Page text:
Remembering Serbegeth Singh – great footballer, proud father, good friend

Just as the wood pieces covered the coffin, the many pairs of eyes watching inside the crematorium welled up, until they succumbed to the inevitable.

The final adieu for Serbegeth Singh – a towering personality both on, and off the football pitch – ended with a cascade of tears.

His son, Sonuljit Singh, accompanied by Sebegeth’s daughter Natassha Kaur, put up a brave front as he lit the wood around his father.

Harbans Kaur – the woman who stole Serbegeth’s heart and became the mother to their two beautiful children – was stoic and dignified throughout, but her eyes betrayed the pain and anguish that was hers to bear, over so great a loss.

A former national athlete herself, Harbans was accustomed to pain. But not this. Nothing could have prepared her for this.

Family members, former teammates, two ministers, a former minister and friends came to the Shamshan Bhoomi Hall in Loke Yew, Kuala Lumpur, to pay their last respects and to bid farewell to the former international turned football pundit.

Members of the media scrambled to get comments from those who attended the funeral. Most tributes that flowed sounded clichéd – how disciplined Serbegeth was, or that he was a walking football encyclopaedia. Those were indeed his traits. But he was more than just that.

Many wondered how a man who did not smoke, consume alcohol, who exercised regularly, and who, in recent months, had cut sugar from his diet, passed away from a heart attack while cycling near Iskandar Puteri, Johor, on Wednesday. He was young, only 61.

In fact, Serbegeth is the first among his team members – who played for Kuala Lumpur and donned the national colours –to go. His death shook them to the core.

For Serbegeth’s loved ones, the tributes and messages that came flooding in did, to some extent, alleviate the pain they endured when they saw the images and video clips of a motionless Serbegeth lying on the ground after the heart attack. As Sonuljit said: “Social media can be cruel.”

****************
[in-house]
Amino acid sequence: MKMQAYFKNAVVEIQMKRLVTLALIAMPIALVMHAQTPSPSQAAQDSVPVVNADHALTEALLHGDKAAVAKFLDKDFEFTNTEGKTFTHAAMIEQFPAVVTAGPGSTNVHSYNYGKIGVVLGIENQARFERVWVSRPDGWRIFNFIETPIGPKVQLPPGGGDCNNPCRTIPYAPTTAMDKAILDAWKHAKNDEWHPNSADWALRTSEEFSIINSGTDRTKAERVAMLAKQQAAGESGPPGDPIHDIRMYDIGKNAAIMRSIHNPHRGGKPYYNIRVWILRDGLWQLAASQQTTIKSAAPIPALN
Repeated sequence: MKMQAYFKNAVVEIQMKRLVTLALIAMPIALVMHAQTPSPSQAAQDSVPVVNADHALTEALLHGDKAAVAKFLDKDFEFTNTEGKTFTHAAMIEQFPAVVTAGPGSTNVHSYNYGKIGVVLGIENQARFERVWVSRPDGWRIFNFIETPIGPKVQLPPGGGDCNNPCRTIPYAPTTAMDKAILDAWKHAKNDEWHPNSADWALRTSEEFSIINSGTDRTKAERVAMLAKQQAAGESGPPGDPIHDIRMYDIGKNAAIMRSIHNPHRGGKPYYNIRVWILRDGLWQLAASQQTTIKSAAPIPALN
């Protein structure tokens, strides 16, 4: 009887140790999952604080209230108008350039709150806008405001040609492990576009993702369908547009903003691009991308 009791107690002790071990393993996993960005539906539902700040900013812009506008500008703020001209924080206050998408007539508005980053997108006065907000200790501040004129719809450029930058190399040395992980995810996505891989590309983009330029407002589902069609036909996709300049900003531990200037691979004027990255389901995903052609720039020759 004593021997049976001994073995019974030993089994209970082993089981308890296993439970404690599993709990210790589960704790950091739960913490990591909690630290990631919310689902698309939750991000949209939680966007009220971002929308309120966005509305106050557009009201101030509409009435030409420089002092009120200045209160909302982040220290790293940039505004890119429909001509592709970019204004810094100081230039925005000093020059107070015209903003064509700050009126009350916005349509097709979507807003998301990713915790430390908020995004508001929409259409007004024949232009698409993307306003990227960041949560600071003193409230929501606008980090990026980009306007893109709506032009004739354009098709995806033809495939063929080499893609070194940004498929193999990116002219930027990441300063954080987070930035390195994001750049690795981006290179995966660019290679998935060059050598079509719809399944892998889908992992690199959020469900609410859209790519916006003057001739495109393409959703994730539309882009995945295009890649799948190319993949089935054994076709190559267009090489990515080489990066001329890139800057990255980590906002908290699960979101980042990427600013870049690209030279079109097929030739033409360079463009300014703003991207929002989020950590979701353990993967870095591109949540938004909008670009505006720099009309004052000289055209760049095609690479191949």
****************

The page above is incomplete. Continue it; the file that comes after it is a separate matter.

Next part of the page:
Much has been written about the Kluang-born who grew up playing football, represented the nation at three Asian Games (1982, 1986, 1990), was part of the 1989 Sea Games winning team, a core member of the legendary Kuala Lumpur team that won the prestigious Malaysia Cup for three consecutive years (1987, 1988, 1989), and who later became a well-known football pundit.

His voice, and his sharp, on-point, and sometimes ‘painful’ analyses will continue to ring in the ears of football fans.

Serbegeth wasn’t afraid to tell it like it is. He couldn’t stand to be trifled with, and consequently, he seldom was. With him, you always knew where he stood. Even those who hated his views but secretly admired and envied him for his courage and convictions, will miss him.

While football was his life, Serbegeth was fiercely devoted to his family. He inked the names of his two children on his arms. He didn’t do it because he wanted to make a statement, or because of a fad, or to get ‘likes’ on Facebook or Instagram.

Serbegeth did it for deeply personal reasons – he was extremely proud of his children, and wanted them with him, wherever he went.

To Harbans, Sonuljit and Natassha – Serbegeth was a fine gentleman, widely respected and loved. Grieve, but remember to continue his legacy in your own way.

We at Twentytwo13, are honoured to have had him as a columnist. We will miss him dearly.

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